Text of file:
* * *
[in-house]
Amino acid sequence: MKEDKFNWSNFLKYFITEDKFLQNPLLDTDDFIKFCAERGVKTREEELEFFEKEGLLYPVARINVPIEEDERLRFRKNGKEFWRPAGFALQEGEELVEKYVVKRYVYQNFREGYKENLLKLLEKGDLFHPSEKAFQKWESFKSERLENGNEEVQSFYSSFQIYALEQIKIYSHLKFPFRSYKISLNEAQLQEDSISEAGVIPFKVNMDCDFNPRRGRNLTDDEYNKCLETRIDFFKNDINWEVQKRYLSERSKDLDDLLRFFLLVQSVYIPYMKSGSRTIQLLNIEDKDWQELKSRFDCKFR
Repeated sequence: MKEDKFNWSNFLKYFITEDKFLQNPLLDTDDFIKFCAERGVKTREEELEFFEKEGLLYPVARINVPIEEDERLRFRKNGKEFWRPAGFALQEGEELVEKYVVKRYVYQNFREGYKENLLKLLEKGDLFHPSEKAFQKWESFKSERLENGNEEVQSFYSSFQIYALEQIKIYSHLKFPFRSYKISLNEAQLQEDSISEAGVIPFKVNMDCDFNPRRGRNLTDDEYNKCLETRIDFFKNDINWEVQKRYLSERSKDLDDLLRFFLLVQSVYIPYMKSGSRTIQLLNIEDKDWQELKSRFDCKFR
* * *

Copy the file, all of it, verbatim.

[in-house]
Amino acid sequence: MKEDKFNWSNFLKYFITEDKFLQNPLLDTDDFIKFCAERGVKTREEELEFFEKEGLLYPVARINVPIEEDERLRFRKNGKEFWRPAGFALQEGEELVEKYVVKRYVYQNFREGYKENLLKLLEKGDLFHPSEKAFQKWESFKSERLENGNEEVQSFYSSFQIYALEQIKIYSHLKFPFRSYKISLNEAQLQEDSISEAGVIPFKVNMDCDFNPRRGRNLTDDEYNKCLETRIDFFKNDINWEVQKRYLSERSKDLDDLLRFFLLVQSVYIPYMKSGSRTIQLLNIEDKDWQELKSRFDCKFR
Repeated sequence: MKEDKFNWSNFLKYFITEDKFLQNPLLDTDDFIKFCAERGVKTREEELEFFEKEGLLYPVARINVPIEEDERLRFRKNGKEFWRPAGFALQEGEELVEKYVVKRYVYQNFREGYKENLLKLLEKGDLFHPSEKAFQKWESFKSERLENGNEEVQSFYSSFQIYALEQIKIYSHLKFPFRSYKISLNEAQLQEDSISEAGVIPFKVNMDCDFNPRRGRNLTDDEYNKCLETRIDFFKNDINWEVQKRYLSERSKDLDDLLRFFLLVQSVYIPYMKSGSRTIQLLNIEDKDWQELKSRFDCKFR